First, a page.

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YEAR 5/6

If your child is in the Kākāpō team (classes being Motunui or Motutere), here are some things you could do at home to support their learning.


Talk about reading with your child:

  • Ask your child what they are reading and talk about their ideas: What is the ‘picture’ they have of particular characters? Are there people like that in your family or whānau? What do they want to find out from the book? What are the important messages? What do they think is going to happen next? What else do they need to know to understand the story or topic?

  • Talk about books on similar topics. This helps your child to pull together ideas from different places

  • Talk about different types of stories that are read or spoken. Newspaper articles, internet sites, whakataukī (proverbs), comics, bible stories, songs, waiata or novels will each have different points you can talk about together. Find a newspaper article you’re both interested in and talk about what it means to each of you

  • Help your child to share their thinking. Get them to share opinions and talk about why they think that. Listen, even when you don’t agree with their ideas.

  • Read to a sibling or cousin - they could even read to a pet!

  • Encourage your child to research to find out more about something they are interested in and to read about it

  • Find new words together and practice using them in a sentence


Remember to keep the magic of listening to a good story alive by reading stories to your child – with lots of excitement through the use of your voice.  Continue to read to your child every day.

Click here to visit a website where you can search books for your child based on their reading level (which your child’s class teacher can share with you).


All our Year 3-6 students have Google accounts so can access Google Drive to write in Docs or Slides if they would like.


Remember to keep it fun.  Here are some ideas to help:

  • Help your child write about their heroes, sports events, tīpuna (ancestors), hobbies and interests. This helps them stay interested in what they are writing about

  • Play word games and do puzzles together to help your child learn more about words and spelling

  • Play with words. Thinking of interesting words and discussing new ones can help increase the words your child uses when they write – look words up in the dictionary or on the Internet, or talk to family and whānau members to learn more about the background of the words


Share enjoyment of their writing. Read and talk about the writing that your child does. Give praise for things they have done well to support their learning.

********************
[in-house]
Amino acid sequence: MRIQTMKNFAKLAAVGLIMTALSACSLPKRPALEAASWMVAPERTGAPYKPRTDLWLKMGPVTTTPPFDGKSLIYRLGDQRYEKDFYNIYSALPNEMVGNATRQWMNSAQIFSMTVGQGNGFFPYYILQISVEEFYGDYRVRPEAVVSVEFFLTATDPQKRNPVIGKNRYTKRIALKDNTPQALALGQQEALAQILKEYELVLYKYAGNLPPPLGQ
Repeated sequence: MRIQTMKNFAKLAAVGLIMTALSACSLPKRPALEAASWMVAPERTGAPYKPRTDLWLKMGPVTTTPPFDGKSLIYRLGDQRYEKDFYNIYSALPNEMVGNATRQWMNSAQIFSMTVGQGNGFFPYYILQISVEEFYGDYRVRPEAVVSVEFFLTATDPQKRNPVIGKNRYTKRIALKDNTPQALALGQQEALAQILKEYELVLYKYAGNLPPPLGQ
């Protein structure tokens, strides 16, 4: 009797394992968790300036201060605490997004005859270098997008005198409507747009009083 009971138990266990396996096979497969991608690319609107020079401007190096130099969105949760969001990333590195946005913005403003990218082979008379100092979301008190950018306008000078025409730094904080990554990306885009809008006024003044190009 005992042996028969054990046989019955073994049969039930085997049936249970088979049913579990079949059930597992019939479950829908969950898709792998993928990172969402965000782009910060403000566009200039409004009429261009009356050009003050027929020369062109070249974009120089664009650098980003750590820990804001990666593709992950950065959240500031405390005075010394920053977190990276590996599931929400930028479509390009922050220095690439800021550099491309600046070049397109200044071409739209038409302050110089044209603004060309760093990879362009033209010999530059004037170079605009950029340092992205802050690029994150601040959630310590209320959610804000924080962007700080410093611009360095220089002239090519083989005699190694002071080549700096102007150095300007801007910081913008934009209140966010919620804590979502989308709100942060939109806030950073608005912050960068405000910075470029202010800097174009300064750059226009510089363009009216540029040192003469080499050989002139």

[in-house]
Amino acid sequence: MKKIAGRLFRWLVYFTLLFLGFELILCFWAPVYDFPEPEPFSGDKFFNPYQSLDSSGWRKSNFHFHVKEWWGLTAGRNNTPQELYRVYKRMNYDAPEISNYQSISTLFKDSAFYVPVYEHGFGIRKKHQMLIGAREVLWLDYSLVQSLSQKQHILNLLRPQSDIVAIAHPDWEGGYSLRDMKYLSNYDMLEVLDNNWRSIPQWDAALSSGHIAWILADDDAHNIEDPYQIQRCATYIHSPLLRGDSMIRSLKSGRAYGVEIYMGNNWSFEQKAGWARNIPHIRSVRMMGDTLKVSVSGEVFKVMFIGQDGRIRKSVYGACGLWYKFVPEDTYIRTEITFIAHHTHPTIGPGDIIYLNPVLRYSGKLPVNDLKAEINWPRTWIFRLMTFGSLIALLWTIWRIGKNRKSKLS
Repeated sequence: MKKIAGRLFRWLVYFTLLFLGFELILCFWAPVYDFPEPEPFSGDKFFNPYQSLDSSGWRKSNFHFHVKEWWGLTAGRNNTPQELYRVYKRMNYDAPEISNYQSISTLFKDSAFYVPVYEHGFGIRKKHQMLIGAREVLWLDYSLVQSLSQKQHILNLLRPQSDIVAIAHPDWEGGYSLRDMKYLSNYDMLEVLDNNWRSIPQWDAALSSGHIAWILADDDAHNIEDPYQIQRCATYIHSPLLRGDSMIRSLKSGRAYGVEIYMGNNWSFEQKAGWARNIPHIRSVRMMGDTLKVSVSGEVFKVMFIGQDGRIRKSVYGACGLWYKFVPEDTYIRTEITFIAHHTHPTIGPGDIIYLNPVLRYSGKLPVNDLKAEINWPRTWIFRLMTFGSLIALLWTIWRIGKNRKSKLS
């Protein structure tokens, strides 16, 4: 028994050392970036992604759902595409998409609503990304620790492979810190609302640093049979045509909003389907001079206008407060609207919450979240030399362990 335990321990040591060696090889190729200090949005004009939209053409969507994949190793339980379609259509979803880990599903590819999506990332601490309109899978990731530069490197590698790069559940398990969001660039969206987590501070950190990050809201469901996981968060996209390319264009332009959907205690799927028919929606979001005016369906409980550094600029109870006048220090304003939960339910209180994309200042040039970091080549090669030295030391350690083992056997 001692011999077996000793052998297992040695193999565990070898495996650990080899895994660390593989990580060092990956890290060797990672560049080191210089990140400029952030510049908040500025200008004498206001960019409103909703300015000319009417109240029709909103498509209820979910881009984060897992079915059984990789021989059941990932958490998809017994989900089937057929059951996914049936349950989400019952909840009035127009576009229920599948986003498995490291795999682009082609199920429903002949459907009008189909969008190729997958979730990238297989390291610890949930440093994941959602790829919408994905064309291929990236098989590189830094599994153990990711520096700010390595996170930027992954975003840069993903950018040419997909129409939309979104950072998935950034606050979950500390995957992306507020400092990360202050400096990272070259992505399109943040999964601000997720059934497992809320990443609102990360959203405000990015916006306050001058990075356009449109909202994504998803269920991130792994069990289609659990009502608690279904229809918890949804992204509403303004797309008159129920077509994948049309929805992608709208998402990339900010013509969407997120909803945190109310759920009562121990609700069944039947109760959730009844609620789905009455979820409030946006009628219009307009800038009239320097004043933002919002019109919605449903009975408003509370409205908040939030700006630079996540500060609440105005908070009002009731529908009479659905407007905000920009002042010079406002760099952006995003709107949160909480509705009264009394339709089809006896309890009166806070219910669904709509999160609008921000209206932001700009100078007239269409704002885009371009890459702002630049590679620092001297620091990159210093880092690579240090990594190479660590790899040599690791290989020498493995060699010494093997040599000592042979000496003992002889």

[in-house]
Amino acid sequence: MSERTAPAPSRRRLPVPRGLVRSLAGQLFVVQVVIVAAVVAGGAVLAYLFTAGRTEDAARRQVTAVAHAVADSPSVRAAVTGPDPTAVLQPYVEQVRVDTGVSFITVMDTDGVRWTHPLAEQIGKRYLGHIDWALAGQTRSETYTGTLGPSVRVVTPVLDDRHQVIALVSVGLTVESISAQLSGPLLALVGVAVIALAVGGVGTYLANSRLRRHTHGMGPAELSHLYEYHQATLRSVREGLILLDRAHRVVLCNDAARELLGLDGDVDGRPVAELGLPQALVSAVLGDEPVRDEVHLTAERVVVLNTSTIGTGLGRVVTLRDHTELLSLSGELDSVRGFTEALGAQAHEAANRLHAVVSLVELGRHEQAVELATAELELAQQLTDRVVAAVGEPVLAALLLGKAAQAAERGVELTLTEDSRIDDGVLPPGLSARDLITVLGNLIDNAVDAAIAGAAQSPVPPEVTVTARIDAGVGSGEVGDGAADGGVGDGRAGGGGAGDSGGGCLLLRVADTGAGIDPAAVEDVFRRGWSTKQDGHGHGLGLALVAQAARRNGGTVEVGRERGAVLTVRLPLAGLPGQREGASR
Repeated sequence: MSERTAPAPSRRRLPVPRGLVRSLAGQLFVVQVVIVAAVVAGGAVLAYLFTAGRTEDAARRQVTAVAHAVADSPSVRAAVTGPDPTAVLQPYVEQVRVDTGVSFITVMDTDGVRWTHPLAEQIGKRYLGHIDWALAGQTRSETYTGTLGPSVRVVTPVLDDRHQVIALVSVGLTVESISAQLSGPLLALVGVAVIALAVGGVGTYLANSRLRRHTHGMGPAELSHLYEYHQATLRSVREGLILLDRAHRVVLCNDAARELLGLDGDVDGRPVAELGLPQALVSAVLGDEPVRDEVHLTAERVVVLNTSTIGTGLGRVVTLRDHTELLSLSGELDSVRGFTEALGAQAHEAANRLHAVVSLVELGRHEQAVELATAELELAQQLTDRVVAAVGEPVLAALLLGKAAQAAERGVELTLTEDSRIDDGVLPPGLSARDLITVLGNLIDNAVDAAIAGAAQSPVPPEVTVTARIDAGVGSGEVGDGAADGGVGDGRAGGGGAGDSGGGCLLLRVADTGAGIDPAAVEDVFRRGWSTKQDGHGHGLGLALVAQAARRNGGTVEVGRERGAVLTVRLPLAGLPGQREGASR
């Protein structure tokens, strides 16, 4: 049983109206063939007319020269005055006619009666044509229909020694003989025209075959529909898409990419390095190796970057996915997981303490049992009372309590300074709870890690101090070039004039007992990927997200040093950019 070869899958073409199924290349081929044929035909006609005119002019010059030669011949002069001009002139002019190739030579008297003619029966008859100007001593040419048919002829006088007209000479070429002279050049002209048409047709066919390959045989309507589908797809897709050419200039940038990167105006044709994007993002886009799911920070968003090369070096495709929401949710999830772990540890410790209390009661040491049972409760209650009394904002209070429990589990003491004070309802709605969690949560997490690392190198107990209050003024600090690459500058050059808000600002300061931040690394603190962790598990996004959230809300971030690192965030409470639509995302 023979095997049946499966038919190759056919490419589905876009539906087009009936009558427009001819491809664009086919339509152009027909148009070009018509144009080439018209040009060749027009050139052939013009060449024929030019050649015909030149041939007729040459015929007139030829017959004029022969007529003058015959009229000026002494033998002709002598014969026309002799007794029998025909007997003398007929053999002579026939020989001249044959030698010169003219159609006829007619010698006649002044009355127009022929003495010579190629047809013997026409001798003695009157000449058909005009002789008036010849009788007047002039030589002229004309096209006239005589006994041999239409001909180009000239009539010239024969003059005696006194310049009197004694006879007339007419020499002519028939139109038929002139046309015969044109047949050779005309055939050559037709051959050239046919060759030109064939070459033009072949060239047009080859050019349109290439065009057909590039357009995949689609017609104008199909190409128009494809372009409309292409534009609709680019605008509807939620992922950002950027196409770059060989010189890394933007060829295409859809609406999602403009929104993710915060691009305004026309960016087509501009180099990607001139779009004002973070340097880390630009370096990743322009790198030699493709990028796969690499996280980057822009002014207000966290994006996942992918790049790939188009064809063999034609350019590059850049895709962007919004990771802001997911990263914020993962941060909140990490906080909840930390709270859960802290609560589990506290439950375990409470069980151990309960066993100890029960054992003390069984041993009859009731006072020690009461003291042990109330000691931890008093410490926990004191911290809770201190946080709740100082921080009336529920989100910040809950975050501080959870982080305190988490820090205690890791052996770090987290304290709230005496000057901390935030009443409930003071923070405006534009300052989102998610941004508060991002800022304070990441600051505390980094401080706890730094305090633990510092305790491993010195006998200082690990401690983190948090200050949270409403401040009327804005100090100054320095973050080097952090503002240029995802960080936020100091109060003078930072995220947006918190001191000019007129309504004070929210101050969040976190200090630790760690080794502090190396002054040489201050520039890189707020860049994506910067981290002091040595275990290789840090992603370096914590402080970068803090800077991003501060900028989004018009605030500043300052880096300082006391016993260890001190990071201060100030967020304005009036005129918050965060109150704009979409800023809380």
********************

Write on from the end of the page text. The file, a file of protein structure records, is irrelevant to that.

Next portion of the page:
• Play with words. Thinking of interesting words and discussing new ones can help increase the words your child uses when they write

  • Get your child to add detail to writing using the fives senses, smell, taste, touch, see, hear

  • Share your own writing with your child – lists, planning for family events or an email. You can help them to see that you too use writing for different purposes

  • Use pictures from this folder to help with ideas for  your child to write creatively

  • Ask your child to keep a journal/blog for their time at home, one entry for each day

  • Write invitations or emails to friends, family or teachers they haven’t seen in a while

  • Teach them to write in your first language if they don’t already know




Talk together and have fun with numbers and patterns


Help your child to:

  • count forwards and backwards (starting with numbers like 10,098, 10,099, 10,100, 10,101 then back again)

  • find and read large numbers in your environment, e.g. nineteen thousand, three hundred and twenty-three

  • learn number pairs to 100, e.g. 81 and what equals 100?

  • work out patterns – make codes from numbers, e.g. A=1, B=2 and write coded letters, add the value of the names in your family

  • Add the numbers on number plates

  • Learn their times tables


You can also use everyday objects and activities to support maths, here are some ideas:

  • Telling the time, o’clock, half past, quarter to, 5 past, 10 to, 20 to..

  • Add the value of car number plates

  • Help them memorise your phone number and phone numbers of other family members

  • Go to a supermarket’s website and practice online shopping, this gets your child adding and working with money but also teaches them about budgets

  • Cook and follow recipes together, talk about how much of each ingredient is needed

  • Create a family calendar, gather everyone’s birthdays and put them in order with day and month

  • Measure different items by weight and estimate the weight of each item and which will weigh the most, e.g. water, pen, cellphone, toys, etc

  • Make a time table for each day, what time will you get up, have breakfast, do writing, other learning, lunch, etc


For more information and support on learning at home, click the button below.

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